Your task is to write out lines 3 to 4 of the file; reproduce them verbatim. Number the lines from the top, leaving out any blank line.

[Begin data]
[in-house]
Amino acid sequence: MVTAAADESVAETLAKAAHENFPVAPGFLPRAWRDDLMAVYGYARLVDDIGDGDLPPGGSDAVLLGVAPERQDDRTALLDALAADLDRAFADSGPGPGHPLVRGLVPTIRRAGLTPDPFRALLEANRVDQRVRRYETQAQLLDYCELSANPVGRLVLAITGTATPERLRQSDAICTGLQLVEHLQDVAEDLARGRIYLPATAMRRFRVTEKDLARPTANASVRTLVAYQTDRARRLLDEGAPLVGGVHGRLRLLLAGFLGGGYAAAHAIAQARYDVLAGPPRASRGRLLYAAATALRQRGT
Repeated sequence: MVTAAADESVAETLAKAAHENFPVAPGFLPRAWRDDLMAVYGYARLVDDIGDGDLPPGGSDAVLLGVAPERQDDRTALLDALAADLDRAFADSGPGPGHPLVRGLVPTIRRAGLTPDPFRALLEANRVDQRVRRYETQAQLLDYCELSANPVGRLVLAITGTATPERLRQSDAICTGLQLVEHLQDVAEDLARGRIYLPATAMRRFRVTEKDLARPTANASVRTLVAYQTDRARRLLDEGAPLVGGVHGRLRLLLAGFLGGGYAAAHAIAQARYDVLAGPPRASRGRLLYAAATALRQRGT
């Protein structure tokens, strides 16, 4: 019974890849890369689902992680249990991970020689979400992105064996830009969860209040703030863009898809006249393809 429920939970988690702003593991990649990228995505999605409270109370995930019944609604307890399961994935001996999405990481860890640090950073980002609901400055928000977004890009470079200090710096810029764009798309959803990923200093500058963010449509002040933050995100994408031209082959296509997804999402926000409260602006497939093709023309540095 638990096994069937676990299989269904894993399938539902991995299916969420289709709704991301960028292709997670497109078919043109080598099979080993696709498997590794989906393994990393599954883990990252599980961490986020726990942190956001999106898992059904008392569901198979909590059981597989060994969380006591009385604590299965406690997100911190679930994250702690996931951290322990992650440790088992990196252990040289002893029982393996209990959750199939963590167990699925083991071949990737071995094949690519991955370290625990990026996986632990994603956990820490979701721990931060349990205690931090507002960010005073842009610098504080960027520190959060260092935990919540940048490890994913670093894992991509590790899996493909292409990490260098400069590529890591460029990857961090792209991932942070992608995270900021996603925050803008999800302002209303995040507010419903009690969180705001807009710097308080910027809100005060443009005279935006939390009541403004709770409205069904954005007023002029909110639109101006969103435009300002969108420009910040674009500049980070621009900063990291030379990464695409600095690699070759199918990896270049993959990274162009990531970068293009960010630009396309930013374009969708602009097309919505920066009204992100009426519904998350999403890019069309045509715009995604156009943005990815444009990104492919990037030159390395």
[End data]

Repeated sequence: MVTAAADESVAETLAKAAHENFPVAPGFLPRAWRDDLMAVYGYARLVDDIGDGDLPPGGSDAVLLGVAPERQDDRTALLDALAADLDRAFADSGPGPGHPLVRGLVPTIRRAGLTPDPFRALLEANRVDQRVRRYETQAQLLDYCELSANPVGRLVLAITGTATPERLRQSDAICTGLQLVEHLQDVAEDLARGRIYLPATAMRRFRVTEKDLARPTANASVRTLVAYQTDRARRLLDEGAPLVGGVHGRLRLLLAGFLGGGYAAAHAIAQARYDVLAGPPRASRGRLLYAAATALRQRGT
């Protein structure tokens, strides 16, 4: 019974890849890369689902992680249990991970020689979400992105064996830009969860209040703030863009898809006249393809 429920939970988690702003593991990649990228995505999605409270109370995930019944609604307890399961994935001996999405990481860890640090950073980002609901400055928000977004890009470079200090710096810029764009798309959803990923200093500058963010449509002040933050995100994408031209082959296509997804999402926000409260602006497939093709023309540095 638990096994069937676990299989269904894993399938539902991995299916969420289709709704991301960028292709997670497109078919043109080598099979080993696709498997590794989906393994990393599954883990990252599980961490986020726990942190956001999106898992059904008392569901198979909590059981597989060994969380006591009385604590299965406690997100911190679930994250702690996931951290322990992650440790088992990196252990040289002893029982393996209990959750199939963590167990699925083991071949990737071995094949690519991955370290625990990026996986632990994603956990820490979701721990931060349990205690931090507002960010005073842009610098504080960027520190959060260092935990919540940048490890994913670093894992991509590790899996493909292409990490260098400069590529890591460029990857961090792209991932942070992608995270900021996603925050803008999800302002209303995040507010419903009690969180705001807009710097308080910027809100005060443009005279935006939390009541403004709770409205069904954005007023002029909110639109101006969103435009300002969108420009910040674009500049980070621009900063990291030379990464695409600095690699070759199918990896270049993959990274162009990531970068293009960010630009396309930013374009969708602009097309919505920066009204992100009426519904998350999403890019069309045509715009995604156009943005990815444009990104492919990037030159390395």